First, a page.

Weight reducing holes that approximate the shape of such exotically shaped tubing are more difficult to produce than round holes in a conventional head tube. However, with the head tube 50 produced by a preferred process as described herein, the holes 100, 102 may be easily, and inexpensively, produced in a large variety of complex shapes to correspond with the shape of the top tube 52 and down tube 54. Because depressions (which later form the holes 100, 102) are initially produced by a forging die and/or ram, they may take on complex shapes without the additional cost associated with producing complex shaped holes by a standard machining process. The depressions that form the holes 100, 102 are created to a depth, from an outer surface of the head tube 50, such that the depression are intersected by the opening 70. Thus, the depressions intersect with the opening 70 to create the holes 100, 102. Accordingly, the holes 100, 102 may assume complex shapes, but still be manufactured in an efficient and relatively inexpensive manner in comparison to convention head tubes. A preferred process for creating the openings 100, 102 by a forging process is described in greater detail below with reference to FIGS. 10-13.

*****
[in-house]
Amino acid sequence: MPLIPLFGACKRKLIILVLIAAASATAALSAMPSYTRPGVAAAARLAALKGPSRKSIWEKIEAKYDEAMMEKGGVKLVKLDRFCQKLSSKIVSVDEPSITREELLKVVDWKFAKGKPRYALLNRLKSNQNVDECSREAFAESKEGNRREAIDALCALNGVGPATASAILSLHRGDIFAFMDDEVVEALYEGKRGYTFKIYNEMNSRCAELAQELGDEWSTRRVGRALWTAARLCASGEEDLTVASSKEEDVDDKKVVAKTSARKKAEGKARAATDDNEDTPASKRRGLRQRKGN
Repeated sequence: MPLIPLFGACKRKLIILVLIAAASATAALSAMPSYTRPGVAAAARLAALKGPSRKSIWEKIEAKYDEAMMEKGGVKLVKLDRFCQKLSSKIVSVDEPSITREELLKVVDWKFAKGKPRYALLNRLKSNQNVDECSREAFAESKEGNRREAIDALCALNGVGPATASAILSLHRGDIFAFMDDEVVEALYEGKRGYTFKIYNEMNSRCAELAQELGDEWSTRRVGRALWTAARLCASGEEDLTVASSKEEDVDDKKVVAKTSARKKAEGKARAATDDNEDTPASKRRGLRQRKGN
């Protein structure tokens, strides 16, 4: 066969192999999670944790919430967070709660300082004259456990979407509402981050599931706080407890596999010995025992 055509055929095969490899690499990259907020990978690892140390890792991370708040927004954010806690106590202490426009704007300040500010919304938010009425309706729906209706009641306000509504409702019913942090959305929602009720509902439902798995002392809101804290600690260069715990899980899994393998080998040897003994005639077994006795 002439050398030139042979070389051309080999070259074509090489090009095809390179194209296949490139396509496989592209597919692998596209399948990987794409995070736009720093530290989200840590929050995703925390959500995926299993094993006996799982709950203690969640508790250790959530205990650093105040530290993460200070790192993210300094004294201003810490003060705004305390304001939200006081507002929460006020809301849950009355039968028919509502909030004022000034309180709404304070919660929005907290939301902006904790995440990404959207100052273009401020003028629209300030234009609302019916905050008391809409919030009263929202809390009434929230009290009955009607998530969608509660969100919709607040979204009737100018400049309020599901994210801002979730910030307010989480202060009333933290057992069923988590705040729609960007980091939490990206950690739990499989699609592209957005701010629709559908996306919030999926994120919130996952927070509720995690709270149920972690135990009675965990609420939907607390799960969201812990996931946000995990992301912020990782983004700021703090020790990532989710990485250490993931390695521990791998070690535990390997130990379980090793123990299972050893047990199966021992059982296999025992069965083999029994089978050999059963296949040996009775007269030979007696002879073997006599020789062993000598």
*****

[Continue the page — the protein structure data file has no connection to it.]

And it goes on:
FIG. 9A is a cross-sectional view of the head tube 50 near the upper end, or upper reinforced portion 74, of the head tube 50. This view illustrates the continuous curve of the weld surface 96 at this cross section at the upper portion 74 of the head tube 50. In addition, the upper end 74 of the head tube 50 defines an average wall thickness. A front portion 78 of the upper end 74 also defines an average wall thickness, generally forward of the steering axis As, and a back portion 82 of the upper end 74 defines an average wall thickness, generally rearward of the steering axis As.